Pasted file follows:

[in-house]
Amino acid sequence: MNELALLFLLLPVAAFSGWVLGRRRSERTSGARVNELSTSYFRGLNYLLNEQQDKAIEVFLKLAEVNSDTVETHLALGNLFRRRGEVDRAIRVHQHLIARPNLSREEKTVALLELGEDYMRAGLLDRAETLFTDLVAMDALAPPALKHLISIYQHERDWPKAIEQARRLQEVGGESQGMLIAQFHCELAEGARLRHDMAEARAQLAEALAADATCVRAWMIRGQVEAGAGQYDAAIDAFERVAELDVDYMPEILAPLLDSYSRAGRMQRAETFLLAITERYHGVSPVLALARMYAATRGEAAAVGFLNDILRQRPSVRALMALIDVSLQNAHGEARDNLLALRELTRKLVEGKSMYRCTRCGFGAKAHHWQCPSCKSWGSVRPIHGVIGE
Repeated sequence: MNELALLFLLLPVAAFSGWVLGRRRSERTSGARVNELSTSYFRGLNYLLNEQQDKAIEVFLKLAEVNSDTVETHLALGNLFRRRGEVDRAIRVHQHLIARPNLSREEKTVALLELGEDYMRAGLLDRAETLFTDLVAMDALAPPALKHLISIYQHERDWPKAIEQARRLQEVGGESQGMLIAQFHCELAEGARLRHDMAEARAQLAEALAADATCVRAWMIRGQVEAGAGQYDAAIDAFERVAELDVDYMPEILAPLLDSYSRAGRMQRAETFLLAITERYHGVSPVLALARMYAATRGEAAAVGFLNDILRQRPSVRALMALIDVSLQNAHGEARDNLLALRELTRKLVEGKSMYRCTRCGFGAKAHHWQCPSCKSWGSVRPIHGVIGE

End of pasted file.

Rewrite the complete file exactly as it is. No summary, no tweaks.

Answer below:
[in-house]
Amino acid sequence: MNELALLFLLLPVAAFSGWVLGRRRSERTSGARVNELSTSYFRGLNYLLNEQQDKAIEVFLKLAEVNSDTVETHLALGNLFRRRGEVDRAIRVHQHLIARPNLSREEKTVALLELGEDYMRAGLLDRAETLFTDLVAMDALAPPALKHLISIYQHERDWPKAIEQARRLQEVGGESQGMLIAQFHCELAEGARLRHDMAEARAQLAEALAADATCVRAWMIRGQVEAGAGQYDAAIDAFERVAELDVDYMPEILAPLLDSYSRAGRMQRAETFLLAITERYHGVSPVLALARMYAATRGEAAAVGFLNDILRQRPSVRALMALIDVSLQNAHGEARDNLLALRELTRKLVEGKSMYRCTRCGFGAKAHHWQCPSCKSWGSVRPIHGVIGE
Repeated sequence: MNELALLFLLLPVAAFSGWVLGRRRSERTSGARVNELSTSYFRGLNYLLNEQQDKAIEVFLKLAEVNSDTVETHLALGNLFRRRGEVDRAIRVHQHLIARPNLSREEKTVALLELGEDYMRAGLLDRAETLFTDLVAMDALAPPALKHLISIYQHERDWPKAIEQARRLQEVGGESQGMLIAQFHCELAEGARLRHDMAEARAQLAEALAADATCVRAWMIRGQVEAGAGQYDAAIDAFERVAELDVDYMPEILAPLLDSYSRAGRMQRAETFLLAITERYHGVSPVLALARMYAATRGEAAAVGFLNDILRQRPSVRALMALIDVSLQNAHGEARDNLLALRELTRKLVEGKSMYRCTRCGFGAKAHHWQCPSCKSWGSVRPIHGVIGE